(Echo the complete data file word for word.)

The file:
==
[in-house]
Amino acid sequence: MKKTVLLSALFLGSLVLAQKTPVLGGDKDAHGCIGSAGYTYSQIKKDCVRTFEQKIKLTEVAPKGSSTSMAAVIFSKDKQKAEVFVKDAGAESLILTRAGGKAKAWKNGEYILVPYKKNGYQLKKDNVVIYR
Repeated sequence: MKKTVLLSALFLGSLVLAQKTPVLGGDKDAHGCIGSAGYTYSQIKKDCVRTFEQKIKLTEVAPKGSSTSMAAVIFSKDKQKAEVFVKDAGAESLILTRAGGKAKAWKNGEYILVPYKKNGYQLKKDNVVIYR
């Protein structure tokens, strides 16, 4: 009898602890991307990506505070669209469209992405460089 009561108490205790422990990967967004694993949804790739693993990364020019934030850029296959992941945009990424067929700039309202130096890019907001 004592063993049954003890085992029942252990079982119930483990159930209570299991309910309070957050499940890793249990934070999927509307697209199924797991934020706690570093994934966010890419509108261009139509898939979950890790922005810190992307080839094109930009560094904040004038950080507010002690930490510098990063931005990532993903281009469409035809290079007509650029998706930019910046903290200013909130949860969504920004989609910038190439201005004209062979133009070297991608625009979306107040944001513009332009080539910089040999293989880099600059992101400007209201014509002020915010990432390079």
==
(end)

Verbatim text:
[in-house]
Amino acid sequence: MKKTVLLSALFLGSLVLAQKTPVLGGDKDAHGCIGSAGYTYSQIKKDCVRTFEQKIKLTEVAPKGSSTSMAAVIFSKDKQKAEVFVKDAGAESLILTRAGGKAKAWKNGEYILVPYKKNGYQLKKDNVVIYR
Repeated sequence: MKKTVLLSALFLGSLVLAQKTPVLGGDKDAHGCIGSAGYTYSQIKKDCVRTFEQKIKLTEVAPKGSSTSMAAVIFSKDKQKAEVFVKDAGAESLILTRAGGKAKAWKNGEYILVPYKKNGYQLKKDNVVIYR
């Protein structure tokens, strides 16, 4: 009898602890991307990506505070669209469209992405460089 009561108490205790422990990967967004694993949804790739693993990364020019934030850029296959992941945009990424067929700039309202130096890019907001 004592063993049954003890085992029942252990079982119930483990159930209570299991309910309070957050499940890793249990934070999927509307697209199924797991934020706690570093994934966010890419509108261009139509898939979950890790922005810190992307080839094109930009560094904040004038950080507010002690930490510098990063931005990532993903281009469409035809290079007509650029998706930019910046903290200013909130949860969504920004989609910038190439201005004209062979133009070297991608625009979306107040944001513009332009080539910089040999293989880099600059992101400007209201014509002020915010990432390079």